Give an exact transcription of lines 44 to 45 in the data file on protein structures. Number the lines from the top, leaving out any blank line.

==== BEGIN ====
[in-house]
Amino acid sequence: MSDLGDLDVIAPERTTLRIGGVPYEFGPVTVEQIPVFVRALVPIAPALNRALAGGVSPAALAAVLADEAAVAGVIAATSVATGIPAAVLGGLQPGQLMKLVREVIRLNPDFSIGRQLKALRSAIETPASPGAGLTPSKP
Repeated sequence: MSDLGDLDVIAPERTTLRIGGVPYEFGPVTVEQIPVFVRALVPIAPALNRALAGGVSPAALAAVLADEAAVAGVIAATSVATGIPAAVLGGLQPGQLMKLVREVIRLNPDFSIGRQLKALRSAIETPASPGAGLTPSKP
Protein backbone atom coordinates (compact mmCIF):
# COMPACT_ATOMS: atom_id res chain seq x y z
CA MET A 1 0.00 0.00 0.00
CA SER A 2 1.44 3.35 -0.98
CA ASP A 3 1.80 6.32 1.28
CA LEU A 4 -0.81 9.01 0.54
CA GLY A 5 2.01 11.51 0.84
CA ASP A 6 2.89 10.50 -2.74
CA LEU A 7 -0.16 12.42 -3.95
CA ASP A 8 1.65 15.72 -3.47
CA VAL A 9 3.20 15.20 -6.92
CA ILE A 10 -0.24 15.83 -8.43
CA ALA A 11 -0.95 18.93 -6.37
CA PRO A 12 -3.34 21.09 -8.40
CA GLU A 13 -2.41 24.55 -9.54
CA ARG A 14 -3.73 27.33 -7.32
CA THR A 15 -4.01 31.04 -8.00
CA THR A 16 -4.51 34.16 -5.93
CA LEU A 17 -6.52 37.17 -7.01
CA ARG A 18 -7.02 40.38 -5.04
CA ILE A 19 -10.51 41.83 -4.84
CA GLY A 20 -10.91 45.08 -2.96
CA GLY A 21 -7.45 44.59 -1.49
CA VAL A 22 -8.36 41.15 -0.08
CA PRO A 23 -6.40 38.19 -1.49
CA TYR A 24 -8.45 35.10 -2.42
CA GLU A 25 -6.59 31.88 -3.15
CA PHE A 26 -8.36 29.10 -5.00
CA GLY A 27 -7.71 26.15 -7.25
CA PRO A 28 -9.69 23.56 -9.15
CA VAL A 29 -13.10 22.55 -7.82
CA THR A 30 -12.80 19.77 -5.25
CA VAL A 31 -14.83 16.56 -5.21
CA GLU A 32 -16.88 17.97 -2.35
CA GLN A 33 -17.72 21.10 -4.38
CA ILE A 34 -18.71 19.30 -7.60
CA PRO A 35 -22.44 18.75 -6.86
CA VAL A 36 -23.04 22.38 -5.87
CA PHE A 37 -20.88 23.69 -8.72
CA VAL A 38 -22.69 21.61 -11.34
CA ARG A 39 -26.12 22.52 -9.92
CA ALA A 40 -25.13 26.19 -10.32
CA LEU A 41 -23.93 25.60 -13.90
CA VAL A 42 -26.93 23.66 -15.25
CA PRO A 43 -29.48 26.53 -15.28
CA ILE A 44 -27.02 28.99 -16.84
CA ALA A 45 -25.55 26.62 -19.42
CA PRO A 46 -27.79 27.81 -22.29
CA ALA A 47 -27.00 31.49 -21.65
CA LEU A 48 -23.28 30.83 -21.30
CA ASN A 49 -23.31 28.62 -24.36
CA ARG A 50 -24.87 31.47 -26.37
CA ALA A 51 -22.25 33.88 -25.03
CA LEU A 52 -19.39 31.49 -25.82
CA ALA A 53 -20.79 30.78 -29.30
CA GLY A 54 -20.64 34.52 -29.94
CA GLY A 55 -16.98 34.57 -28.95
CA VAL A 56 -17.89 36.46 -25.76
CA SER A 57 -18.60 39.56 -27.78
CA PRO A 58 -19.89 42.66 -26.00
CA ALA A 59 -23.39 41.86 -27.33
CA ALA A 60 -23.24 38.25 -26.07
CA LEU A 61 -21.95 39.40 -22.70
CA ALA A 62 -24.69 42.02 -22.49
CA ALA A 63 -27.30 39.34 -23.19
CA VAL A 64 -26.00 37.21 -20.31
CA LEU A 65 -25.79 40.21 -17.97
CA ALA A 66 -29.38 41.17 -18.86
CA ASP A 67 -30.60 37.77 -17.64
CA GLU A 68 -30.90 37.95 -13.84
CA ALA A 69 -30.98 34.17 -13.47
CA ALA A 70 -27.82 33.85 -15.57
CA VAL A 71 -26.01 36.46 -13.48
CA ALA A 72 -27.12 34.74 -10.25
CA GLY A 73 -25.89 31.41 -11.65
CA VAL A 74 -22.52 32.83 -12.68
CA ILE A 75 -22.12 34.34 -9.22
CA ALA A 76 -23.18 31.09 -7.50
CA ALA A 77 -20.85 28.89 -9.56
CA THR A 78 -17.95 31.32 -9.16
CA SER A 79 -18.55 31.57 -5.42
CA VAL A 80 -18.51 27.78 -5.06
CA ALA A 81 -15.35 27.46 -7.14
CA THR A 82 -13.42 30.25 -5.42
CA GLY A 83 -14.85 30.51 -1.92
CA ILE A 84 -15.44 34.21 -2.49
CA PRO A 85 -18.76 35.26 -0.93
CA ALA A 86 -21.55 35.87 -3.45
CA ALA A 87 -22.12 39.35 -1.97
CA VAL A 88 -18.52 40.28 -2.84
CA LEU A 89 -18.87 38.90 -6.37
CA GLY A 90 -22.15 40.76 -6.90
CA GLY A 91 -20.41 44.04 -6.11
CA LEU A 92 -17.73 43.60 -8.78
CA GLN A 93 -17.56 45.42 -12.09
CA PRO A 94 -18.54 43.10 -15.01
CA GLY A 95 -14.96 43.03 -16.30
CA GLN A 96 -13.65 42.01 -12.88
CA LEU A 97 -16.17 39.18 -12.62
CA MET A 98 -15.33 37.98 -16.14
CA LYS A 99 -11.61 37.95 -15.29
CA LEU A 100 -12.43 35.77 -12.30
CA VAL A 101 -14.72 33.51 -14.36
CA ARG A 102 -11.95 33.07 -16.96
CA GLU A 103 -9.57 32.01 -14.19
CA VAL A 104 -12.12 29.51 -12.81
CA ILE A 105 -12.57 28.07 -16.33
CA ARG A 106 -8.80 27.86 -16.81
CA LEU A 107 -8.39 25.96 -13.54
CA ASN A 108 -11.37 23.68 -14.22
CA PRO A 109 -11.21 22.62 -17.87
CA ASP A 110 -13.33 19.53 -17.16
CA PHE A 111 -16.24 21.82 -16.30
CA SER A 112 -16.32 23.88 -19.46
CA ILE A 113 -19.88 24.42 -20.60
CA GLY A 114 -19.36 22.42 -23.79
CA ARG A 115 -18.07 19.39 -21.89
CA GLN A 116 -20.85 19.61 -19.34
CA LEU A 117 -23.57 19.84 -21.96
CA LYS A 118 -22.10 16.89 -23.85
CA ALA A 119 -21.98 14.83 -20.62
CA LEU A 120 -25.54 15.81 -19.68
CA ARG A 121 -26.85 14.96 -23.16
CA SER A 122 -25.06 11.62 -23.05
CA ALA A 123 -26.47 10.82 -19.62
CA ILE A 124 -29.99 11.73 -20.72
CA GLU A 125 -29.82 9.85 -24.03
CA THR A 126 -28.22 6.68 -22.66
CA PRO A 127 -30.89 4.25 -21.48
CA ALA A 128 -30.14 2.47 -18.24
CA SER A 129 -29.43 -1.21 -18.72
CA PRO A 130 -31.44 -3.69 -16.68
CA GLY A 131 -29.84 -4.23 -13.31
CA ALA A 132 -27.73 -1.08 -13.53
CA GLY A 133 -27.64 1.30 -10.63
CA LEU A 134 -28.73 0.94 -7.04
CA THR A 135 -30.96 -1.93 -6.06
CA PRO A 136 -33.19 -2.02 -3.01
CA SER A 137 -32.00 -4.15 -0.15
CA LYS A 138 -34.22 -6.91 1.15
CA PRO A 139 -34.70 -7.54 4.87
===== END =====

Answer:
CA ARG A 39 -26.12 22.52 -9.92
CA ALA A 40 -25.13 26.19 -10.32